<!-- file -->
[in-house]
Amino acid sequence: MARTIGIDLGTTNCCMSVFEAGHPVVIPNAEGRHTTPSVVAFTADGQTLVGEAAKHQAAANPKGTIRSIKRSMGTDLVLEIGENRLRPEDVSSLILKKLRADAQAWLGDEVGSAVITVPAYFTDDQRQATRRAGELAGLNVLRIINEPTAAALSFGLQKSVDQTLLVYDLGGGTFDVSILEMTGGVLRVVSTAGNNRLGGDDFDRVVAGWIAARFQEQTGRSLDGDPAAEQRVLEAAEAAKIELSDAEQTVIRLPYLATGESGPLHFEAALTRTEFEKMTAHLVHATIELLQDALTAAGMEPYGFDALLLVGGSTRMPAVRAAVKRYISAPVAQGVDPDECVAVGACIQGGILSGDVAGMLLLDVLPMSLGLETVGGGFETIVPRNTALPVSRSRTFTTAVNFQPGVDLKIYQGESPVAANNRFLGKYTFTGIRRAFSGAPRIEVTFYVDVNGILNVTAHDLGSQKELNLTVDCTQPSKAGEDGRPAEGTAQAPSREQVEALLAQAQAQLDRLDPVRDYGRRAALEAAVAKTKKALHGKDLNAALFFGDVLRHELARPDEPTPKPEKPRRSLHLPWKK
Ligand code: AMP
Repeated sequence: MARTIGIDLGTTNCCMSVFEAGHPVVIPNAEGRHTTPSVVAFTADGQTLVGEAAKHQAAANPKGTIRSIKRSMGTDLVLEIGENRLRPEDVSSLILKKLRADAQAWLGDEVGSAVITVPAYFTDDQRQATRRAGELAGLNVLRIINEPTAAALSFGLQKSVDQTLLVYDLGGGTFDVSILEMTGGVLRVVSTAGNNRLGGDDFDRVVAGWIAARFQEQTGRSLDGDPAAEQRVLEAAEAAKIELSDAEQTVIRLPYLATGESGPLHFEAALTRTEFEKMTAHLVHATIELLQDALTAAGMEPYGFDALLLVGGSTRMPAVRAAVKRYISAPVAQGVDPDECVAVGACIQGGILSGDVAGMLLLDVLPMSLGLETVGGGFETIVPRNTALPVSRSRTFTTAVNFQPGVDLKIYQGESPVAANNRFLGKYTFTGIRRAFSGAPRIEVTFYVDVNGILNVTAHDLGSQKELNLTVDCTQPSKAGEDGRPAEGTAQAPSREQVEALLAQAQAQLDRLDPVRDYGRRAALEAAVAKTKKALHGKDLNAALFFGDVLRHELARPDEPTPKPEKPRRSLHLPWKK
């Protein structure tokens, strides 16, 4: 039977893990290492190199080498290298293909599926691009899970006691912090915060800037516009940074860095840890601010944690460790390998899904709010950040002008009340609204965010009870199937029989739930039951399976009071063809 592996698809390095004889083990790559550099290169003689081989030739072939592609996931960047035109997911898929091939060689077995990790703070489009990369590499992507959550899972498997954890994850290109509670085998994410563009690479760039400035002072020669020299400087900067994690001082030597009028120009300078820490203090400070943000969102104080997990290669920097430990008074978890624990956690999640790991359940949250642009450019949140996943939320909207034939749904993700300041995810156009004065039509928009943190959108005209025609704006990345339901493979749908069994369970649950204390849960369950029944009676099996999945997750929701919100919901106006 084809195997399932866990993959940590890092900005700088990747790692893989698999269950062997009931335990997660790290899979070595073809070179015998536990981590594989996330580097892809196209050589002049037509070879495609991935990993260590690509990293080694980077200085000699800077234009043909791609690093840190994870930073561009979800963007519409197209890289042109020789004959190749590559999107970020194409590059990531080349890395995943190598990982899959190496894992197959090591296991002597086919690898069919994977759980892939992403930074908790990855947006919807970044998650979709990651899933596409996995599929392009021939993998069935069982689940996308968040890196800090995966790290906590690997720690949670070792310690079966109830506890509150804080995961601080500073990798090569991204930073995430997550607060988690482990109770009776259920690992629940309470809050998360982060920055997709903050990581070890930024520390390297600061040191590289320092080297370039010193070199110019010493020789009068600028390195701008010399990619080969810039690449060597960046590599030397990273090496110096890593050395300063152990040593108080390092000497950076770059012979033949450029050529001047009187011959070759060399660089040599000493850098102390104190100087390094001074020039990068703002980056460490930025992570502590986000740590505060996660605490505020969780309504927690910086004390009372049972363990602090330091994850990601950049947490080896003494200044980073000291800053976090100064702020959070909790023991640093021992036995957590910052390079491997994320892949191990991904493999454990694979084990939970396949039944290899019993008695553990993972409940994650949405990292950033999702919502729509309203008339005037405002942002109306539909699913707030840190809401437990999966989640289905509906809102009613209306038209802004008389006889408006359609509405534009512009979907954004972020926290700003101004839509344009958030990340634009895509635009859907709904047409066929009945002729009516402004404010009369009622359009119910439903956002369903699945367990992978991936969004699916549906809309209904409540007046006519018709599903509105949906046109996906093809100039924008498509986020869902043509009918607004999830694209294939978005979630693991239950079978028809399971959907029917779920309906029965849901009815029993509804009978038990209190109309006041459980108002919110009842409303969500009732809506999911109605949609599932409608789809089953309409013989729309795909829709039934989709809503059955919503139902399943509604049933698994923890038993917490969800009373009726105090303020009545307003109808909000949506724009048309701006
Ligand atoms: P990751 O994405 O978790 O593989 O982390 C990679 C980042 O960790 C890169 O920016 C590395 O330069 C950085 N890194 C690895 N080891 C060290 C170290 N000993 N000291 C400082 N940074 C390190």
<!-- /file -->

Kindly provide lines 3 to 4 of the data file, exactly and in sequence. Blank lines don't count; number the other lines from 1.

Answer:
Ligand code: AMP
Repeated sequence: MARTIGIDLGTTNCCMSVFEAGHPVVIPNAEGRHTTPSVVAFTADGQTLVGEAAKHQAAANPKGTIRSIKRSMGTDLVLEIGENRLRPEDVSSLILKKLRADAQAWLGDEVGSAVITVPAYFTDDQRQATRRAGELAGLNVLRIINEPTAAALSFGLQKSVDQTLLVYDLGGGTFDVSILEMTGGVLRVVSTAGNNRLGGDDFDRVVAGWIAARFQEQTGRSLDGDPAAEQRVLEAAEAAKIELSDAEQTVIRLPYLATGESGPLHFEAALTRTEFEKMTAHLVHATIELLQDALTAAGMEPYGFDALLLVGGSTRMPAVRAAVKRYISAPVAQGVDPDECVAVGACIQGGILSGDVAGMLLLDVLPMSLGLETVGGGFETIVPRNTALPVSRSRTFTTAVNFQPGVDLKIYQGESPVAANNRFLGKYTFTGIRRAFSGAPRIEVTFYVDVNGILNVTAHDLGSQKELNLTVDCTQPSKAGEDGRPAEGTAQAPSREQVEALLAQAQAQLDRLDPVRDYGRRAALEAAVAKTKKALHGKDLNAALFFGDVLRHELARPDEPTPKPEKPRRSLHLPWKK